Tuesday 10 May 2011

Lewes Book Bargain: The Life of Ian Fleming, Creator of James Bond, by John Pearson (Jonathan Cape, 1966)

Thus far in this week of non-fiction first editions we've had a biography of a master spy and an autobiography of a spycatcher. Now it's the turn of another biography, this time on the creator of the most famous fictional spy the world has ever known:

The Life of Ian Fleming was first published in hardback in the UK by Jonathan Cape in 1966, two years after Fleming's death. Written by Fleming's former assistant on the Sunday Times, John Pearson – who would go on to pen the second post-Fleming Bond novel (following Kingsley Amis's Colonel Sun), James Bond: The Authorized Biography, in 1973 – it's widely regarded as the definitive text on the 007 author – as opposed to Donald McCormick's later biography, which, as author Jeremy Duns pointed out, er, isn't. Jeremy has just posted an article on The Life of Ian Fleming on his blog (prompted by this very post, in fact), as well as on Andrew Lycett's 1995 Fleming biography, so head over there to read more about both books.

I bought this first edition in the Lewes Antique Centre – where, coincidentally, I also got the aforementioned James Bond: The Authorized Biography – for a few pounds. There's a touching inscription on the reverse of the front endpaper, the other side of which bears a reproduction of one of Fleming's own bookplates; Fleming was an avid book collector, a subject I'll return to momentarily.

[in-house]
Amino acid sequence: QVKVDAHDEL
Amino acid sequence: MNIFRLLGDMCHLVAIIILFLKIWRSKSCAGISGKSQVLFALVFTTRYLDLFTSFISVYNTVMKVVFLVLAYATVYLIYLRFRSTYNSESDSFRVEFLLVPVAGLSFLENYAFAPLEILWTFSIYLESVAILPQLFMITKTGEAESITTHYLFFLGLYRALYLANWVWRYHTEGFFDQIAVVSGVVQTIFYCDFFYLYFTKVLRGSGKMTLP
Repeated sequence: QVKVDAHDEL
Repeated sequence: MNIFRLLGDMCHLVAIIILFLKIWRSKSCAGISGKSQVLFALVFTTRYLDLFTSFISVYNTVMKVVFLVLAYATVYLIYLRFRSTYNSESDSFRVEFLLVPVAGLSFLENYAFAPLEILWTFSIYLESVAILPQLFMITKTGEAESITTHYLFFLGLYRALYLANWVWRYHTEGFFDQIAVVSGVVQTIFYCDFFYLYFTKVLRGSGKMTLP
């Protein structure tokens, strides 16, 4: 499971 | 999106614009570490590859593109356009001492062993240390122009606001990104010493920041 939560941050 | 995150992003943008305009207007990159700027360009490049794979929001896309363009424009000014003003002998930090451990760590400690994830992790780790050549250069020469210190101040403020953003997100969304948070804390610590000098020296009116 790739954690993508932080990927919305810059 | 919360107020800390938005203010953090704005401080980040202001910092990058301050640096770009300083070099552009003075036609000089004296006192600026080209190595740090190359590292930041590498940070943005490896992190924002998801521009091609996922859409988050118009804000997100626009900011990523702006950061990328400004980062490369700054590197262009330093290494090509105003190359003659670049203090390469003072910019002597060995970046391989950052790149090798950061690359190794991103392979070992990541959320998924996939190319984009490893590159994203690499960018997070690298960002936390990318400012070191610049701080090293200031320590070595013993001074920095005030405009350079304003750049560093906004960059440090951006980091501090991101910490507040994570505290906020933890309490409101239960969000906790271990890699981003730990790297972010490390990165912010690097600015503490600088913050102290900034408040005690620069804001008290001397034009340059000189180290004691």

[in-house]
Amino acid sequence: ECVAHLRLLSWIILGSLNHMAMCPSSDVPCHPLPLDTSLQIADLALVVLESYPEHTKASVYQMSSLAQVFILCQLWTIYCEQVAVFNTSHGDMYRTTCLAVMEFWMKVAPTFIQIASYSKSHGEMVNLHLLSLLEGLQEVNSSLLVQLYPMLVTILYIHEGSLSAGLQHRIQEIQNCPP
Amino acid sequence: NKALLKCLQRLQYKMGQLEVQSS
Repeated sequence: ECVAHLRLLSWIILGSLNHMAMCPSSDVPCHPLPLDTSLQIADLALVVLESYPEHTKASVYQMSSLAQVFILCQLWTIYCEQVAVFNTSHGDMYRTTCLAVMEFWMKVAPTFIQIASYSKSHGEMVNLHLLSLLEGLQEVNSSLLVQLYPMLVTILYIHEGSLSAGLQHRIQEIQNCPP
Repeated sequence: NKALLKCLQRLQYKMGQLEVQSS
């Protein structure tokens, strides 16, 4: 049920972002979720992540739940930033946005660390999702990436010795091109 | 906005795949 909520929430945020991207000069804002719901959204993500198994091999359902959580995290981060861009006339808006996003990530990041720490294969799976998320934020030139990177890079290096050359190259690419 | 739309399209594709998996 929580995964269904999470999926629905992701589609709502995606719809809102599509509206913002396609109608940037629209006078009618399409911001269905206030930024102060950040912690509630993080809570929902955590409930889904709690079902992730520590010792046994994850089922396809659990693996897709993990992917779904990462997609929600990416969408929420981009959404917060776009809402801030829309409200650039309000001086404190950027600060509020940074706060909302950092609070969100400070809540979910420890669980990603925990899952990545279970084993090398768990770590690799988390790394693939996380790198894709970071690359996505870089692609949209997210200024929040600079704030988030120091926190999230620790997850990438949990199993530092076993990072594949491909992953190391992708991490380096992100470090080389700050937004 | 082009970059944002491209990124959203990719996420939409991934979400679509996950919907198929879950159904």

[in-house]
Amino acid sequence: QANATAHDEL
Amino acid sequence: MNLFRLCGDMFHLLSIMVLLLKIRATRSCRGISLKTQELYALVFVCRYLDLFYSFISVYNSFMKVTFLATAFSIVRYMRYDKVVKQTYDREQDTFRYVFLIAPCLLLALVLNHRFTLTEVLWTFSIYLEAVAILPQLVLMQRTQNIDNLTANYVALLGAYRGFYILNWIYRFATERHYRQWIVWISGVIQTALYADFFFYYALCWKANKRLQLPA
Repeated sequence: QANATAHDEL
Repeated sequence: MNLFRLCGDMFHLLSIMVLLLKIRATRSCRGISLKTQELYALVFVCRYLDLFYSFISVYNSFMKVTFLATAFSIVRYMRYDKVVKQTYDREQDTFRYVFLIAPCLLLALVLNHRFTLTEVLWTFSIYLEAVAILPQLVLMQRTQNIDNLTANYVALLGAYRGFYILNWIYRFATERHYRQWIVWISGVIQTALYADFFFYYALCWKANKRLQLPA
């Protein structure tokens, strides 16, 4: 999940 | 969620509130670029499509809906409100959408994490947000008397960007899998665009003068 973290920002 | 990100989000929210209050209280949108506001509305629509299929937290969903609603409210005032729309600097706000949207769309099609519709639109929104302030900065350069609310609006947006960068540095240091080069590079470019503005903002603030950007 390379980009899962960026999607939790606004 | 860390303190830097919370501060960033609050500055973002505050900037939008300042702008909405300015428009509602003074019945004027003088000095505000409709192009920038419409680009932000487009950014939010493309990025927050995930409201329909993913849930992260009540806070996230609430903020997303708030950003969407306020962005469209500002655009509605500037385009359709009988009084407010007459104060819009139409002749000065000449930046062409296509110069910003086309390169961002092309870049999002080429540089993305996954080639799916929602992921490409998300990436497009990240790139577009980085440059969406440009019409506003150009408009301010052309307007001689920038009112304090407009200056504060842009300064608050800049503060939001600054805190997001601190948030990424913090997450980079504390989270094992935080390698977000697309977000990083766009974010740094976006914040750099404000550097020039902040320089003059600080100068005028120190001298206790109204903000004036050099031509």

The dustjacket was designed by noted artist and children's book illustrator Jan Pienkowski, and features a bust of Fleming in his early twenties sculpted by Simone Panchaud de Bottoms, who was the mother of Fleming's then-girlfriend in Switzerland. Publishers Jonathan Cape produced fifty replica busts to celebrate the publication of Pearson's biography in 1966, few of which survive to this day. The book itself contains a section of illustrations and photographs which are almost worth the price of admission alone (you can see Augustus Johns's pencil sketch of Fleming above). One I was particularly interested in was a picture of Fleming's bedroom at his London home, 16 Victoria Square:

Oh to be able to zoom in on those shelves and read the spines... For Fleming was, as I mentioned, quite the bibliophile. Charing Cross Road secondhand bookshop Any Amount of Books' blog, Bookride, recently posted a fascinating series of essays on the subject of Fleming's book collecting, which can be found here, here and here. Those posts also detail the contents of a letter found in the blog owner's copy of the biography, from Pearson to a friend about Fleming's rebellious nature. Well worth reading when you have a moment to spare. And one final note about John Pearson before we move on: I've just been informed by Emma Chaplin and David Jarman at local listings magazine Viva Lewes that Mr. Pearson lives very close by, in the village of Kingston, just a couple of miles from where I'm sitting right now. Small world...

Anyway, next on Existential Ennui, we move from a biography of Ian Fleming to a book about the publisher of that biography – and indeed of Fleming's own novels...


  1. faithful researcher25 June 2012 at 20:23

    Odd you picked that book up in Lewes. The author - John Pearson - lives in Lewes.

  2. Indeed, FR – Kingston, to be precise, just outside Lewes, as mentioned in the post.

  3. faithful researcher26 June 2012 at 18:21

    Ouch, that's what I get for not reading the post all the way through to the end! I assure you that my research skills are usually much better.

    I'm still smarting. :)

  4. Don't worry about it, FR: most of my posts are so bloody tedious I doubt anyone makes it all the way to the end of them.

  5. faithful researcher28 June 2012 at 17:34

    Louis XIV, "The Sun King" (Nick Jones) said...
    Don't worry about it, FR: most of my posts are so bloody tedious I doubt anyone makes it all the way to the end of them.

    All too true!

    Kidding, only kidding. Please don't ban me. Here's hoping you have a sense of humour.